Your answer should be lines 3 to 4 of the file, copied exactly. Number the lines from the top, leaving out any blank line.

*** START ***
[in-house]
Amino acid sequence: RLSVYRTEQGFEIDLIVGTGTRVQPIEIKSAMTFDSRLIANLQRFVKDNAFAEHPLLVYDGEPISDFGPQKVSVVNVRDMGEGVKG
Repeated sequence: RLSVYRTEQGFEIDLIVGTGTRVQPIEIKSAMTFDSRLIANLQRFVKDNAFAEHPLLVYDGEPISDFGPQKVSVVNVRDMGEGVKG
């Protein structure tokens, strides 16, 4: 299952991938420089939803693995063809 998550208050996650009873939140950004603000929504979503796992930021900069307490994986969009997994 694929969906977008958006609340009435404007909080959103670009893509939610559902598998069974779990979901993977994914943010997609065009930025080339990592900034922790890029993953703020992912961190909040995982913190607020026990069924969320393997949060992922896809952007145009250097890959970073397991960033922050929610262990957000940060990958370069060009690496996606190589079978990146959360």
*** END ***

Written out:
Repeated sequence: RLSVYRTEQGFEIDLIVGTGTRVQPIEIKSAMTFDSRLIANLQRFVKDNAFAEHPLLVYDGEPISDFGPQKVSVVNVRDMGEGVKG
């Protein structure tokens, strides 16, 4: 299952991938420089939803693995063809 998550208050996650009873939140950004603000929504979503796992930021900069307490994986969009997994 694929969906977008958006609340009435404007909080959103670009893509939610559902598998069974779990979901993977994914943010997609065009930025080339990592900034922790890029993953703020992912961190909040995982913190607020026990069924969320393997949060992922896809952007145009250097890959970073397991960033922050929610262990957000940060990958370069060009690496996606190589079978990146959360």